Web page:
In terms of fees, I thought I heard a question asking if the OMC could make a profit on supplying chargers to residents. If they take the route of ripping off those wanting to drive an EV uptake will be lower.


    As said the economics and logistics still don't add up. Ideally you want widespread rollout even phased with reasonable fees ideally with a load managed system with central billing system. I can't see how this will happen except in new build where wiring part may already be completed. The cost per parking space is going to be in the thousands if a billing system is needed, and no one has the appetite to fund this. I agree if someone wants an EV charger they should be heavily assisted and OMC should be forced to agree, but the sums don't work



  • Registered Users Posts: 21,593 ✭✭✭✭ ted1


    No. Public chargers are for public use, Not to be monopolised by 1 or 2 people. just keep it that a bank get installed for residents and they pay a fair fee for use, ( not for profit by the MC)



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  • Registered Users Posts: 17,944 ✭✭✭✭ Del2005


    So a person with a driveway gets a free charger while someone who doesn't have a driveway has to pay to get a charger and then pay a premium to use it, there's zero reason for a person without a driveway to buy an BEV.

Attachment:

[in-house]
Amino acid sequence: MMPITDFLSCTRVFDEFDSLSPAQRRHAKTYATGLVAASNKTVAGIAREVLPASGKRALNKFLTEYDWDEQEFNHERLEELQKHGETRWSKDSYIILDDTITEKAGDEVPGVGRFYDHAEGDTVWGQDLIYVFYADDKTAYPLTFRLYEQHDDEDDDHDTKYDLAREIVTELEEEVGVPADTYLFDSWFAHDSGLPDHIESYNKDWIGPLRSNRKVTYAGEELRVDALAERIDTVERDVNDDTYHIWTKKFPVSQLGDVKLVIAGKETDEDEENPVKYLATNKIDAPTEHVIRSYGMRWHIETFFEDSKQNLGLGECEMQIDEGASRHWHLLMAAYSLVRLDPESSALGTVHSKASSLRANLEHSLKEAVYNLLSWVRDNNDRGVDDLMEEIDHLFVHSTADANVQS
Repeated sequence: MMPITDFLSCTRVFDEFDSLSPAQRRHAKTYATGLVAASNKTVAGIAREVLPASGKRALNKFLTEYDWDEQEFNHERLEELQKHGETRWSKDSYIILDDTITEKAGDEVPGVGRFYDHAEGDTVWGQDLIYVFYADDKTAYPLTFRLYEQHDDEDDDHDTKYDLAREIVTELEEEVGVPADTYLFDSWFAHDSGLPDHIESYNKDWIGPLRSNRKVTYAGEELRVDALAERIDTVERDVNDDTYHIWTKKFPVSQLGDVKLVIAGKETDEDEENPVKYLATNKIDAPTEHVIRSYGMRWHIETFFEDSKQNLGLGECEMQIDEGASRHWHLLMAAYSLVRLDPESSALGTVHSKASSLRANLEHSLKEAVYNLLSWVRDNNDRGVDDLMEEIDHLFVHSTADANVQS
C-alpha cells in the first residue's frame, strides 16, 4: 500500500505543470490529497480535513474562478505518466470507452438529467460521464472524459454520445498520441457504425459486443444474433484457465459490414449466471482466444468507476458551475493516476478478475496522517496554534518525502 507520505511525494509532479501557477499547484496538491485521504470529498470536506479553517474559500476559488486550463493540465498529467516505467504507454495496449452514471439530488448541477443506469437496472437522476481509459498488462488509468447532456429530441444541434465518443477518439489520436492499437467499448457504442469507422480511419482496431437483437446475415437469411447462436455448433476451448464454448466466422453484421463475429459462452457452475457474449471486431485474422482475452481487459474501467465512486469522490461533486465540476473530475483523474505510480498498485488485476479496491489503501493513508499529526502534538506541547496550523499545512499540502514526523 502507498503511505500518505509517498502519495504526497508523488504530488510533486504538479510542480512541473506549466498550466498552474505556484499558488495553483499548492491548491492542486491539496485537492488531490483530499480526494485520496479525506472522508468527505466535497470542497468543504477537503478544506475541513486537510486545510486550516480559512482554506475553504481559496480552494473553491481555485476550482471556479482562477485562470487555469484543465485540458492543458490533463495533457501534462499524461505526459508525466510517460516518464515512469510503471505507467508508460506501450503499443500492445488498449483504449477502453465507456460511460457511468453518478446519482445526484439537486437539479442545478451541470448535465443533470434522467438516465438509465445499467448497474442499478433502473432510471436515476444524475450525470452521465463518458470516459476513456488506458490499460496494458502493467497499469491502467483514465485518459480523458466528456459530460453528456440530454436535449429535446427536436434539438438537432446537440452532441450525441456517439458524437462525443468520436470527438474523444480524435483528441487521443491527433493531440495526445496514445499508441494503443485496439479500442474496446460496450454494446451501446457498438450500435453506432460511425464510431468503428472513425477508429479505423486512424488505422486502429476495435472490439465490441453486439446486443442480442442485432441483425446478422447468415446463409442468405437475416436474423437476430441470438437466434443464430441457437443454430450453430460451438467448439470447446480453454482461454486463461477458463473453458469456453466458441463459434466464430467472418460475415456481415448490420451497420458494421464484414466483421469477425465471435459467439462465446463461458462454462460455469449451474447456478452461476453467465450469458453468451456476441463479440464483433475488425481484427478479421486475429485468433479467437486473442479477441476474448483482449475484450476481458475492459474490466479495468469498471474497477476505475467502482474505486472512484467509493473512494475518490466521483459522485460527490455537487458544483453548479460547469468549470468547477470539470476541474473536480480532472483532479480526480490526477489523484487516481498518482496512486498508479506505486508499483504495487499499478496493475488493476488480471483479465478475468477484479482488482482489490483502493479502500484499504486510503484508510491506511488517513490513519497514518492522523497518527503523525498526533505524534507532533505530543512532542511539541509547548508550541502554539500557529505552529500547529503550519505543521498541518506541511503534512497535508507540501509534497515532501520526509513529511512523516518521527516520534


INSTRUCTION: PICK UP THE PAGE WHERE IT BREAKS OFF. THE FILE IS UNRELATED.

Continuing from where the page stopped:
I thought they wanted to encourage people to buy EVs not discourage.



  • Registered Users Posts: 21,593 ✭✭✭✭ ted1


    Where did I ever say pay a premium, I always said a fair rate, and even said residential rate. Where did I ever say that they don’t get a grant for chargers. People pay a premium for a driveway.

    with feed in tariffs coming for PV. It’s easy to treat a apartment charger in the same method. Use the charge card to charge to user and remove that cost of the metered rate


    keep public chargers separate. They are meant for occasional usage by all EV users. Not for a select few. Also apartments Knick’s don’t allow or want randomers rocking up and parking cars there



  • Registered Users Posts: 17,944 ✭✭✭✭ Del2005



    If it costs more than their current domestic rate it's a premium and an OMC won't be able to offer a charging solution at domestic rates.

    For my development the whole place would have to be dug up and trunking ran everywhere for chargers. Then we'd have to pay for the cables and chargers. This will cost a lot and never get past an AGM or EGM. Every MUD will be the same.

    So how do you encourage a sizeable percentage of our population to take up BEV's is they are not getting any of the benefit of owning an BEV?



  • Registered Users Posts: 21,593 ✭✭✭✭ ted1


    It’ll cost more as a home owner has to pay about 500-700 for the install after the grant. The apartment owner doesn’t. So that’s why there would be an extra cost to recoup the costs. Someone has to pay this.


    you would not need to dig up the whole place. You’d be surprised how easy things are when there is a will. It really wouldn’t be most more than a regular domestic user if you install 10 in a row